Thoughts on C-USA poll, all-league team

Conference USA released its preseason all-league team and poll earlier today.

We talked a little bit about the basics on the blog this morning.

Now that I’ve had some time to do a little digging, here are a few facts that should put where UNT stands in better perspective:

1. This is the first time since 2009 that UNT has not had a player named to the preseason all-league coaches’ team.

2. UNT and UTEP were the only teams in C-USA that didn’t have at least one player named to the squad.

We can spend all day talking about the obvious. Preseason polls and teams don’t matter.

It’s where you finish the season.

We can also go over the case for Zach Orr. UNT’s star linebacker had a good case to be included on the all-league, one I go over briefly in the story that will be in tomorrow’s paper.

But the bottom line remains, it’s not a good sign to start out as a decided underdog.

Let’s take the 2009 season as an example.

UNT had one player named first-team All-Sun Belt (which equates to the preseason all-conference team) after striking out on the preseason team — running back Lance Dunbar, who burst onto the scene. The Mean Green finished 2-10.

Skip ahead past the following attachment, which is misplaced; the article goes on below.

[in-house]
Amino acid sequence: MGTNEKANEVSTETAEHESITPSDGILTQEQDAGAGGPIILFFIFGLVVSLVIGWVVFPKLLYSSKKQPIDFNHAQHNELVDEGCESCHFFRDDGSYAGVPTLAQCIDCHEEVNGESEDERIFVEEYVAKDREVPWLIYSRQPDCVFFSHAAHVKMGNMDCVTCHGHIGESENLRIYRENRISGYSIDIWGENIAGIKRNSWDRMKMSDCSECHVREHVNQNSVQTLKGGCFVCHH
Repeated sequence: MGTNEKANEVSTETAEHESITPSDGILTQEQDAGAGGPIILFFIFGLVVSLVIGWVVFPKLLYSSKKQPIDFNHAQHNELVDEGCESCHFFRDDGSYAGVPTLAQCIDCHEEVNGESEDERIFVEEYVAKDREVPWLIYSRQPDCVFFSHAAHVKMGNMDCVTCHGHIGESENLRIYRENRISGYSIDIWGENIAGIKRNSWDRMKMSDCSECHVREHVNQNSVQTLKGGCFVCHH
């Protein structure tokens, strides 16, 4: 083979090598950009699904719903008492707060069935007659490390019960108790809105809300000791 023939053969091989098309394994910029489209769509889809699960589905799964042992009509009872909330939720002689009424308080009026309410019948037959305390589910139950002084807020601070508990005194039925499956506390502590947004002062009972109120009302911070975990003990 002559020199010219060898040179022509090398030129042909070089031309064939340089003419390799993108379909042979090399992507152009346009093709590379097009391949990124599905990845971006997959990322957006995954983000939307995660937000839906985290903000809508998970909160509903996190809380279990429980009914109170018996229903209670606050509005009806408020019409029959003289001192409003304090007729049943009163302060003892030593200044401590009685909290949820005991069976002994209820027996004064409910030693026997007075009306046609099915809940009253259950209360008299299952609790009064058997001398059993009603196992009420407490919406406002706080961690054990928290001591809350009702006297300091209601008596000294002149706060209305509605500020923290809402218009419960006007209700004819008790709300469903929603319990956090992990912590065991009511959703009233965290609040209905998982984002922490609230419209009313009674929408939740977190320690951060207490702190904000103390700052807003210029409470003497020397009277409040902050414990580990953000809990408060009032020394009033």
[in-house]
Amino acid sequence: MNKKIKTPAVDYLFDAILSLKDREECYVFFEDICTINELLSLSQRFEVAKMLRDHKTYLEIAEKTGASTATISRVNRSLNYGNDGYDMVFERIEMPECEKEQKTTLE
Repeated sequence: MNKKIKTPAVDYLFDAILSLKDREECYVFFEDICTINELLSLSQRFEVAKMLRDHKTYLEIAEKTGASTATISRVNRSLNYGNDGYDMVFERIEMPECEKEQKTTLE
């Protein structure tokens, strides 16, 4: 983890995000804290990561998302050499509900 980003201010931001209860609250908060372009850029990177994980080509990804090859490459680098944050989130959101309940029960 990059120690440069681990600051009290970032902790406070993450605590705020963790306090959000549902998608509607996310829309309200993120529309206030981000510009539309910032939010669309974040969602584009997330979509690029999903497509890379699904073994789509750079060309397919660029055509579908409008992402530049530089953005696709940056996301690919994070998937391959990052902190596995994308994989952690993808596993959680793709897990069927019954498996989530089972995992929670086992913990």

Teams exceed expectations all the time, but the more common outcome is for teams to finish in the neighborhood of where they are picked.

UNT was picked to finish eighth in the Sun Belt last year. Mean Green fans screamed that UNT was better than that, that preseason polls are never right and that things would be dramatically different at the end of the year.

UNT finished seventh.

In 2011, UNT was picked to finish sixth. Mean Green fans screamed that UNT was better than that, that preseason polls are never right and that things would be dramatically different at the end of the year.

UNT finished fifth.

In 2010, UNT was picked to finish eighth. Mean Green fans screamed that UNT was better than that, that preseason polls are never right and that things would be dramatically different at the end of the year.

UNT finished in a tie for sixth with three teams, who finished sixth, seventh and eighth.

In 2009, UNT was picked to finish eighth. Mean Green fans screamed that UNT was better than that, that preseason polls are never right and that things would be dramatically different at the end of the year.

UNT finished eighth.

Ok, you get my point.

Teams break out and overcome expectations. I’m sure people will cite a few examples.

Dan McCarney talks all the time about the experience of exceeding expectations and doing what no one thinks you can. He says it’s very special.

There’s a reason why.

It’s the exception to the rule, if you look at the big picture.

UNT’s got a shot to find out just how special that kind of experience it is after the C-USA poll came out.

That poll left zero doubt that UNT will be an underdog this season.

It’s up to UNT and McCarney — who has a history of reviving downtrodden programs — to prove everyone wrong and exceed expectations.

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